THE CLOUD ACT: A DANGEROUS EXPANSION OF POLICE SNOOPING ON CROSS-BORDER DATA | WHAT REALLY HAPPENED


THE CLOUD ACT: A DANGEROUS EXPANSION OF POLICE SNOOPING ON CROSS-BORDER DATA

This week, Senators Hatch, Graham, Coons, and Whitehouse introduced a bill that diminishes the data privacy of people around the world.

The Clarifying Overseas Use of Data (CLOUD) Act expands American and foreign law enforcement’s ability to target and access people’s data across international borders in two ways. First, the bill creates an explicit provision for U.S. law enforcement (from a local police department to federal agents in Immigration and Customs Enforcement) to access “the contents of a wire or electronic communication and any record or other information” about a person regardless of where they live or where that information is located on the globe. In other words, U.S. police could compel a service provider—like Google, Facebook, or Snapchat—to hand over a user’s content and metadata, even if it is stored in a foreign country, without following that foreign country’s privacy laws.[1]

Second, the bill would allow the President to enter into “executive agreements” with foreign governments that would allow each government to acquire users’ data stored in the other country, without following each other’s privacy laws.

For example, because U.S.-based companies host and carry much of the world’s Internet traffic, a foreign country that enters one of these executive agreements with the U.S. to could potentially wiretap people located anywhere on the globe (so long as the target of the wiretap is not a U.S. person or located in the United States) without the procedural safeguards of U.S. law typically given to data stored in the United States, such as a warrant, or even notice to the U.S. government. This is an enormous erosion of current data privacy laws.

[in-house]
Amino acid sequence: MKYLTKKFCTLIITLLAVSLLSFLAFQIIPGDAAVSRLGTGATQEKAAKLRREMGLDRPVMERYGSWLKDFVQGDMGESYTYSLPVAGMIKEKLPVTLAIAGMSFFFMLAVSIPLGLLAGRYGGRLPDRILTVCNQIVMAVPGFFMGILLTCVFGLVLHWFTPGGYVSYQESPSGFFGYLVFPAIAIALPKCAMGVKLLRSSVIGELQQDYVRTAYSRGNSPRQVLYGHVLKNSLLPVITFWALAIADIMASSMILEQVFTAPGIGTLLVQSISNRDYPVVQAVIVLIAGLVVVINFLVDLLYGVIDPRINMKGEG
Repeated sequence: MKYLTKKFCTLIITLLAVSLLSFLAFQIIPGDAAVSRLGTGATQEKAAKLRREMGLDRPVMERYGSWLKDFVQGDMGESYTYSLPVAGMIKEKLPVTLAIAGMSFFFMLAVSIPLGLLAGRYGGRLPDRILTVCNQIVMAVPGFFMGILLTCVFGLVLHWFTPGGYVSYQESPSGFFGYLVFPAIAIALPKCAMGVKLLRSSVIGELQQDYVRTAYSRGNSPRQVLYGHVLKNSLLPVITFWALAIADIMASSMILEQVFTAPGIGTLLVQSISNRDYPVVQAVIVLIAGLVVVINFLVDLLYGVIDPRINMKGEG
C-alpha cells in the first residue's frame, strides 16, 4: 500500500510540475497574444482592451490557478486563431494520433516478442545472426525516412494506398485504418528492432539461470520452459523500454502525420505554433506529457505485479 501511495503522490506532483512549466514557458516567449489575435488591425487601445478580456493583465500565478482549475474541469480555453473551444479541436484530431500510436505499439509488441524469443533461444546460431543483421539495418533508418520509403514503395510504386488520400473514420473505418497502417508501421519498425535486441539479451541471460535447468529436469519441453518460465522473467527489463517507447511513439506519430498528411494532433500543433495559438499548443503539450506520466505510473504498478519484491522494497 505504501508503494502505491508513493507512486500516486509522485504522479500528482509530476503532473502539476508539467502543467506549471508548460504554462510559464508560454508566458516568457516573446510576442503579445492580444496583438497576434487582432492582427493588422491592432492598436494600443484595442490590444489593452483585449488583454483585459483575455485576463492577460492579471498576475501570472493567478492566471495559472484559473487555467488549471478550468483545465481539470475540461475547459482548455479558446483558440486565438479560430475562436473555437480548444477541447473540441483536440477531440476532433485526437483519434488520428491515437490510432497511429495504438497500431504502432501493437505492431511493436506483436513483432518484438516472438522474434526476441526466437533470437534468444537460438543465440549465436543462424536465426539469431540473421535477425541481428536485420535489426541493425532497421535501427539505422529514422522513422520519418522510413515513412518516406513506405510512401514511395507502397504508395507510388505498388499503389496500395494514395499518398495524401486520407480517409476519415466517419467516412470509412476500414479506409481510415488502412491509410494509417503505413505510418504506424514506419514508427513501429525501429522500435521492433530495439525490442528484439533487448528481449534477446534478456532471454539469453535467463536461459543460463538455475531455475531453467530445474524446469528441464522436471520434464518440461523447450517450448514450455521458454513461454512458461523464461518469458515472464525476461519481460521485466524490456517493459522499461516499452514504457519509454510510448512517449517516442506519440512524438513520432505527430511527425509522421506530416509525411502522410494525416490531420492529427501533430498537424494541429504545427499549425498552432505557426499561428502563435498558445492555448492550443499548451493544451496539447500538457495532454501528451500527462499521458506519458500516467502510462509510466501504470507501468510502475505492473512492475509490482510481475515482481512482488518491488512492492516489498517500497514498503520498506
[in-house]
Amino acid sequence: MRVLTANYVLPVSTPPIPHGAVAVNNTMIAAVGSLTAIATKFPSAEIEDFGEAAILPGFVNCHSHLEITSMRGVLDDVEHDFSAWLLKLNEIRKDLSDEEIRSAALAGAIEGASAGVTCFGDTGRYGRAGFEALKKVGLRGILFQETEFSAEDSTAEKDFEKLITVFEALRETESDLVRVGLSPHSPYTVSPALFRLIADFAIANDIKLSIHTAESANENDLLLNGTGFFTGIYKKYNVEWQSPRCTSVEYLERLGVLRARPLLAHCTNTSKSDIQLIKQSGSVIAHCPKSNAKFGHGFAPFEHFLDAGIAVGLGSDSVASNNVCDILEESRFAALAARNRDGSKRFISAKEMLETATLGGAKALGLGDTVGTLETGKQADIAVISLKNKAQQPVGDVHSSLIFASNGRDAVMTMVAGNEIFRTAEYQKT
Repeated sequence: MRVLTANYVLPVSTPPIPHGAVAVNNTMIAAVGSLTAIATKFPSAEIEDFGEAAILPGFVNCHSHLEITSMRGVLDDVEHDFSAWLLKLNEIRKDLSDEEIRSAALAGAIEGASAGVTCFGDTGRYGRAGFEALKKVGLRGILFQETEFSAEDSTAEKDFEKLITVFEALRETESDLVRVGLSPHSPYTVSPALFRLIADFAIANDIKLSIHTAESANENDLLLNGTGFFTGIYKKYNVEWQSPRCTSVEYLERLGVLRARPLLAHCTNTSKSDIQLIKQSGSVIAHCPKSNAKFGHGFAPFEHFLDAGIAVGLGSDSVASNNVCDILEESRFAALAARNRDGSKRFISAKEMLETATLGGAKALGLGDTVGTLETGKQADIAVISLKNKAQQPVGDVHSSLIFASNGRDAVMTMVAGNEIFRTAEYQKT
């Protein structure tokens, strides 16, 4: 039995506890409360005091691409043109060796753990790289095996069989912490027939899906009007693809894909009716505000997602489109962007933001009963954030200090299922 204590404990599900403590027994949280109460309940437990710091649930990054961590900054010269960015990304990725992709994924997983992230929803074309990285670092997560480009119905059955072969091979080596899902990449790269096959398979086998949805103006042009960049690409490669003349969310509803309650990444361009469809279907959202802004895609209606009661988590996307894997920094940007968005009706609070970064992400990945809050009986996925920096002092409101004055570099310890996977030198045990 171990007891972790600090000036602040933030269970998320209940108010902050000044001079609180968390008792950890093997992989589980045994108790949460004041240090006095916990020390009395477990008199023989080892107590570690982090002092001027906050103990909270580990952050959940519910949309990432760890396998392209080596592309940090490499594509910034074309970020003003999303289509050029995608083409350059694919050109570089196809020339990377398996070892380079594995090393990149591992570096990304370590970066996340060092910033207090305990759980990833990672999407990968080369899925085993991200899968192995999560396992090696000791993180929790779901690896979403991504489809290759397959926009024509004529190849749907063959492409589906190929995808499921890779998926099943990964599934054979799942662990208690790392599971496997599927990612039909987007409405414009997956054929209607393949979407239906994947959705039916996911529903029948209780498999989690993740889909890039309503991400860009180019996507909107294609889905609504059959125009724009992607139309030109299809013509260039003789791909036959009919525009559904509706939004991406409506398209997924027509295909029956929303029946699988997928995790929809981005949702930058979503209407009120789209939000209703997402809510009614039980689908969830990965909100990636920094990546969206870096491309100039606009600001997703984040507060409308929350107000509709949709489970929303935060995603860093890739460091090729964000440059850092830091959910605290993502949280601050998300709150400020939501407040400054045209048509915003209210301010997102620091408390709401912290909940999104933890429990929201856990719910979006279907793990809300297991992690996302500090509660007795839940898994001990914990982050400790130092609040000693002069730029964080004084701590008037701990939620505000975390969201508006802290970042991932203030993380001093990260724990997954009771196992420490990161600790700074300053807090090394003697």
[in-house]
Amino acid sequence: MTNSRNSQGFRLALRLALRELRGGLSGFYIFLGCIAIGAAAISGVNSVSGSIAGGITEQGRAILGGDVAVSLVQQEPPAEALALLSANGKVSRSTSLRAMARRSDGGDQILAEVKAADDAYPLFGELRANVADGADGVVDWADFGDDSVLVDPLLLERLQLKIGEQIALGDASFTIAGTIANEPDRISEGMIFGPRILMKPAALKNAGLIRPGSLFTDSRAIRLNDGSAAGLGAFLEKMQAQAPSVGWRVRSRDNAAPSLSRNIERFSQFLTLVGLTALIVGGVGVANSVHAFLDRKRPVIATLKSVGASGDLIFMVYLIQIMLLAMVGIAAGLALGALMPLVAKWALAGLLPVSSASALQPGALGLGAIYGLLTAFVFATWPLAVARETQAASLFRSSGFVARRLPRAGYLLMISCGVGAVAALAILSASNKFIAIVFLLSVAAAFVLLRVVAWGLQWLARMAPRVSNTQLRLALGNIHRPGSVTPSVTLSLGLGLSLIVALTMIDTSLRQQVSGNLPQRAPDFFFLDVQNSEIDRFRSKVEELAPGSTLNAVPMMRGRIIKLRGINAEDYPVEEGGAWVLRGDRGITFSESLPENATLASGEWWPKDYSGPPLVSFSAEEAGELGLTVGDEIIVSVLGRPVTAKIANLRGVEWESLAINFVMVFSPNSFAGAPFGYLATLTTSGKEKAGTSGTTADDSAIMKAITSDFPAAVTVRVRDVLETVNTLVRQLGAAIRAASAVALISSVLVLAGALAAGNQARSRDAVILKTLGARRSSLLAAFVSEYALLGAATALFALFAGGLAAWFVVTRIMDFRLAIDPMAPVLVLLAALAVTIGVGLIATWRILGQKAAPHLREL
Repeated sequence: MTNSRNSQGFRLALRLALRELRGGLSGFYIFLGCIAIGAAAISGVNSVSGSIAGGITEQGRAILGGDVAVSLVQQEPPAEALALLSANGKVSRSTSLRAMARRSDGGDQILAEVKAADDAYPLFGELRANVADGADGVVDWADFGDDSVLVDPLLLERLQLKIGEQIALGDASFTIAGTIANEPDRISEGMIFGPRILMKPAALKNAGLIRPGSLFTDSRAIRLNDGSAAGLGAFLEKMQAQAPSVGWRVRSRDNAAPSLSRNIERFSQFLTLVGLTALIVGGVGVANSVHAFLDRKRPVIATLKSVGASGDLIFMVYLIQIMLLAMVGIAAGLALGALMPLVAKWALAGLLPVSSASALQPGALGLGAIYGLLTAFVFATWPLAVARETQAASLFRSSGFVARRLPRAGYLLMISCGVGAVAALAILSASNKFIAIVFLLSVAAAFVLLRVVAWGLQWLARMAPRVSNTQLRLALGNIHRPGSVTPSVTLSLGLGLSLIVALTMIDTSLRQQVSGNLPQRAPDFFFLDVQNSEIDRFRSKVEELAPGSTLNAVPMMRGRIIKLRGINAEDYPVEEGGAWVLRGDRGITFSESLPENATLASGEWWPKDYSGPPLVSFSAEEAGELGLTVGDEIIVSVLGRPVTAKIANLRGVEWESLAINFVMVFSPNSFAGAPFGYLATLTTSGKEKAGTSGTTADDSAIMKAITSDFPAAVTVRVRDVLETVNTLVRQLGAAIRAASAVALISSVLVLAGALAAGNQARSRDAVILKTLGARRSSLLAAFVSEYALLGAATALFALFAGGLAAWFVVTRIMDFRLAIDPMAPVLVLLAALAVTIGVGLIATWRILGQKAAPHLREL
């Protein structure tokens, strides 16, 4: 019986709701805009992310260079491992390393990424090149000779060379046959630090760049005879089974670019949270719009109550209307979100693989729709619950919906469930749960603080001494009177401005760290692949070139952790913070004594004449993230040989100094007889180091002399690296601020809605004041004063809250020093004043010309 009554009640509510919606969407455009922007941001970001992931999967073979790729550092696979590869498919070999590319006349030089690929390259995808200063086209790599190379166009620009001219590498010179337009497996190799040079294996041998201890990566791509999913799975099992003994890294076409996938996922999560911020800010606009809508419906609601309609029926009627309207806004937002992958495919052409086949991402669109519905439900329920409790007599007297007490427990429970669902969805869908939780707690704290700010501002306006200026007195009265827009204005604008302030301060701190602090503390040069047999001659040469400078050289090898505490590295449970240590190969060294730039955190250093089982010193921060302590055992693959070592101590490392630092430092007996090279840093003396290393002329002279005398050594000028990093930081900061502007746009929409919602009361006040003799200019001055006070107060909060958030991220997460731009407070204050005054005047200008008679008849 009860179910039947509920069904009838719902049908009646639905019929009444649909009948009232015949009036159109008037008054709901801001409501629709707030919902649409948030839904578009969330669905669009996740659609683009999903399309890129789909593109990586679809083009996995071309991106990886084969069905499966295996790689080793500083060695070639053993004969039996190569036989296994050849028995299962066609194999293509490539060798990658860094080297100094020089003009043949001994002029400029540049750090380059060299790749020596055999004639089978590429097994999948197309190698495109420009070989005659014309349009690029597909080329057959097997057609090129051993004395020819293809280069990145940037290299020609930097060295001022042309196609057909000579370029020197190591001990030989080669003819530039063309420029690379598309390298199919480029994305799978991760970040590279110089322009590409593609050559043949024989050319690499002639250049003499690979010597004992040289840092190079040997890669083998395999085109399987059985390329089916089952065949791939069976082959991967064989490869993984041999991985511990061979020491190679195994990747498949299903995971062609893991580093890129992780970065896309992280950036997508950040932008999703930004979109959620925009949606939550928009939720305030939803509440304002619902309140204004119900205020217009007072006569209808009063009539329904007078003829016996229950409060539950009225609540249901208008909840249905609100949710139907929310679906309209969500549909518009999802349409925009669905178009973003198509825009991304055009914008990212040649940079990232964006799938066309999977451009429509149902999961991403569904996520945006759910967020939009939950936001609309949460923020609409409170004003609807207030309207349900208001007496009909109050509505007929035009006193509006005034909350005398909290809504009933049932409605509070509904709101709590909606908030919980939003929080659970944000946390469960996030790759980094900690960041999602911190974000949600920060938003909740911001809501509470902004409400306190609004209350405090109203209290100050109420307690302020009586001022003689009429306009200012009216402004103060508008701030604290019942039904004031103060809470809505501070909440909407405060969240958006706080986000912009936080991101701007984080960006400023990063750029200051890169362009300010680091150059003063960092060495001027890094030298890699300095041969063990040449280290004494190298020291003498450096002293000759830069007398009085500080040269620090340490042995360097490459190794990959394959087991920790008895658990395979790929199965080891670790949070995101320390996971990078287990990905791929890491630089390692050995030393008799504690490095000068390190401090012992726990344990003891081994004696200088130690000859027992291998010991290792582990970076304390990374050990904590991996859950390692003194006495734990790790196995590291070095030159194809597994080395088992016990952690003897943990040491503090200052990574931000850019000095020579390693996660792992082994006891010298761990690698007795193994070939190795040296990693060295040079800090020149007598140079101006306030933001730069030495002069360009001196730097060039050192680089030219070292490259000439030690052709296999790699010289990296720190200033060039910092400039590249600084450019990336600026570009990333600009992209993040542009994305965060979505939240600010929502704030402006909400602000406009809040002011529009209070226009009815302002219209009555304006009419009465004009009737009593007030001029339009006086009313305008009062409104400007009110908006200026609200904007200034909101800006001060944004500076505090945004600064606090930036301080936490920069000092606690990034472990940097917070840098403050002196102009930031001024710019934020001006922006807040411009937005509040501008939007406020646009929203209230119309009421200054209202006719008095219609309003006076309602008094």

Webmaster's Commentary: 

Senators, Hatch, Graham, and Coons, I would like to politely suggest that you collectively re-read the opening statements to the the Bill or Rights, particularly the 4th Amendment:

"The right of the people to be secure in their persons, houses, papers, and effects, against unreasonable searches and seizures, shall not be violated, and no Warrants shall issue, but upon probable cause, supported by Oath or affirmation, and particularly describing the place to be searched, and the persons or things ..."

This law absolutely does not conform to the protections afforded American citizens under the Constitution and Bill of Rights, which constitute the real, and only, "Contract with America" and the hearings on this legislation should be abandoned.

But sadly, in this portion of the 21st century, this is precisely the kind of thinking one must expect from those in the Bowels of Power in DC; this is
the kind of legislation which can only come from a government deeply fearful of its own people.

Because of all the ugly Federal Government revelations moving now at breakneck speed, Americans are going to start get angry at what has been done by a broken and corrupt system.

I would like to hope that they will use that anger in the most peaceful, calm, calculated way possible, which gets the b*astards who have put the US in its current state, voted out of office, never to return to a position of public trust or power, which they no longer deserve.

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